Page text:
Wireless Operator


Senan Molony

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96624.jpg


Hi Bob - there is a slim possibility that this may be Barrett at Plymouth, I can put it no higher than that, in light of his CR10 image.

The relevant picture is in Titanic Voices.

Meanwhile the CR10 would appear to totally copperfasten your conclusion about Poingdestre, which I now completely share.

Brian Ticehurst: Thanks a million for posting that most interesting article. I did not know any of that pre-Titanic material. The wiles of women, eh?

It is great to see all the contributions that have gone up here from serious researchers, particularly Inger's find on Durrant.

I am afraid I do not know what became of Barrett after 1919, Brian. He is obviously a key witness for all kinds of reasons.

Now that my interest is piqued, I might have a scout around.
 

Jo Durant

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Senan, sorry for the ignorance, can I ask how long you've been studying the Titanic? I'm relatively new to this board (and any form of communication with other buffs except Brian Ticehurst,) and it's good to be among such knowledgeable people.
 

Bob Godfrey

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Senan, there's certainly a resemblance, but check out the pic at the top of page 219 of Titanic Voices. Several of the guys on the right of the other picture are in that one too, and I think the man you've indicated is at the front, left of centre, looking less of a hard case when he's smiling. And that lot, I think, are all victualling crew.
 

Senan Molony

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Hi Jo - it is like asking "have you lived here all your life?" and the answer is always "not yet."
I only got back into the Titanic after learning they were making the Cameron movie, when I re-ordered a book I had read as a teenage and remembered as being rather good.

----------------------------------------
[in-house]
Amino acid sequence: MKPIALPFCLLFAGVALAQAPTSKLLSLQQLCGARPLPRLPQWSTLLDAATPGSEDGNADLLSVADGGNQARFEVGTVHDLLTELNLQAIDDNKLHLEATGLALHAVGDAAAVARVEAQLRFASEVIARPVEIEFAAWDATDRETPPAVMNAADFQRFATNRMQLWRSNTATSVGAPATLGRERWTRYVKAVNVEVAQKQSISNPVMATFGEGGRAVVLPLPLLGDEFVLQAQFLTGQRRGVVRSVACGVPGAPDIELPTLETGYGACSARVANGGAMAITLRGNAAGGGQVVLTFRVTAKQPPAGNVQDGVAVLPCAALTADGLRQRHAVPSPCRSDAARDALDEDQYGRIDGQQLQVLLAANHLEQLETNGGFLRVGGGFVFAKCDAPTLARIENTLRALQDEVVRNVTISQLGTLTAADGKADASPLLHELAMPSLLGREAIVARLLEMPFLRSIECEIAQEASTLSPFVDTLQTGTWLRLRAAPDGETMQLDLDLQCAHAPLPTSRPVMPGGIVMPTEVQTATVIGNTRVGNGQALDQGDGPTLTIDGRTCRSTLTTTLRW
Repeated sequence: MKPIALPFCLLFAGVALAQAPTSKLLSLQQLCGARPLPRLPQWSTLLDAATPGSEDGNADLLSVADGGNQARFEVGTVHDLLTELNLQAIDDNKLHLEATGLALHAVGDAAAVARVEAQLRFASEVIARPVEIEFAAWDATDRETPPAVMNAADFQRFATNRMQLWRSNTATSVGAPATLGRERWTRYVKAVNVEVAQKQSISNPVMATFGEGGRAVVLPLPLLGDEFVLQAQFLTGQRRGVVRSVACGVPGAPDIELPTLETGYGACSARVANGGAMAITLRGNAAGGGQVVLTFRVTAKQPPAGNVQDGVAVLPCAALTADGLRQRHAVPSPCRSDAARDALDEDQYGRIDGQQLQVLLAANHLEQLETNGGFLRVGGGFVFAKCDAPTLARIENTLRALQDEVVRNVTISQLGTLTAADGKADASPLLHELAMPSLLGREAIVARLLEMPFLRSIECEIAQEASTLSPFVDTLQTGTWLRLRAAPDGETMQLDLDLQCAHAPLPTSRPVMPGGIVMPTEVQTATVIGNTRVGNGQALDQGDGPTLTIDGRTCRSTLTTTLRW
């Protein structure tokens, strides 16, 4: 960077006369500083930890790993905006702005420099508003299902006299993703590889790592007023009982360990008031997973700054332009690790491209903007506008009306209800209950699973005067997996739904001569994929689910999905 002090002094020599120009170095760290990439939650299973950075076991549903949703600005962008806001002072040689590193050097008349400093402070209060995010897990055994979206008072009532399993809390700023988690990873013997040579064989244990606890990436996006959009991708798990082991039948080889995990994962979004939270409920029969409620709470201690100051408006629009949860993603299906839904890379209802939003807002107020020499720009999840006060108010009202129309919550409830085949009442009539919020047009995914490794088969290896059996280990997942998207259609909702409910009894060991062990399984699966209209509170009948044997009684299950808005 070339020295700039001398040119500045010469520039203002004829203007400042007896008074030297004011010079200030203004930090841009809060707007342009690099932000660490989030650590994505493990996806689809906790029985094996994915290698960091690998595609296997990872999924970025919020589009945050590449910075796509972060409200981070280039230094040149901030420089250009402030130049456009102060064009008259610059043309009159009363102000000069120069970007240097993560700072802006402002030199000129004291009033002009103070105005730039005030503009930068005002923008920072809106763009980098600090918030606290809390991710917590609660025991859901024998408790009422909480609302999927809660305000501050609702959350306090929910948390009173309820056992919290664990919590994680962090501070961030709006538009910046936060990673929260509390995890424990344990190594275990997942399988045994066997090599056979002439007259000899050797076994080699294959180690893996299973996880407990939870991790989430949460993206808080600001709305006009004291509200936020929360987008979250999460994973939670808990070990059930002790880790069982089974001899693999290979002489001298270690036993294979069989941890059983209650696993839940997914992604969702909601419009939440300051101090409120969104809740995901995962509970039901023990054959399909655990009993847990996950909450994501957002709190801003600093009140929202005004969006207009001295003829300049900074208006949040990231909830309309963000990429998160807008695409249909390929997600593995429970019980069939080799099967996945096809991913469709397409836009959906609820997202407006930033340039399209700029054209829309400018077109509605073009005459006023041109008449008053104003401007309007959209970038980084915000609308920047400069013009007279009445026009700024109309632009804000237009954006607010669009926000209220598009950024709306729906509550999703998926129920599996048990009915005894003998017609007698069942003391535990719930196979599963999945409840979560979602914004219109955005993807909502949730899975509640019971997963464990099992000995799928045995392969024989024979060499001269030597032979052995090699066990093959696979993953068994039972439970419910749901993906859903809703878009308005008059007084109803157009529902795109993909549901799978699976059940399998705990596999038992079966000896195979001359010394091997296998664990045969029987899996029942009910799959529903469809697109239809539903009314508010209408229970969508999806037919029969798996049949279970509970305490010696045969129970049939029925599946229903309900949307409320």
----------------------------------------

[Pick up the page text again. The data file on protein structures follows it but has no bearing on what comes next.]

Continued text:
When I saw all these un-Irish names at the back, among passengers supposed to have boarded at Queenstown, I decided to look into it. Turned out a huge proportion of the names were indeed mistakes.
So I am not as long around as many people, and only looking around the place since 1997. Just looking around turns up a lot of interesting sidelines. The pleasure is often to be found in the diversions.
By the way, I saw you briefly posted on our South Pole jaunt. Was that another mistake or did you subsequently realise that you were taking your life in your hands?
Bob - I had a look and agree they are probably the same guy, ie a steward.
It is funny how a lot of very important people slipped through the photographic net. One thinks of people like Frederick Scott and Alfred Crawford...
 

Bob Godfrey

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Senan, I've been thinking the same thing. But I guess the lensmen lurking outside the Drill Hall got all of them. The selections were then made of course by editors who had no way of knowing on a daily basis which of those flat caps going in and out would turn out to be the most significant. Now, if only somewhere in a vault in Fleet Street or Canary Wharf there is a cobweb-covered box of negs ...
 

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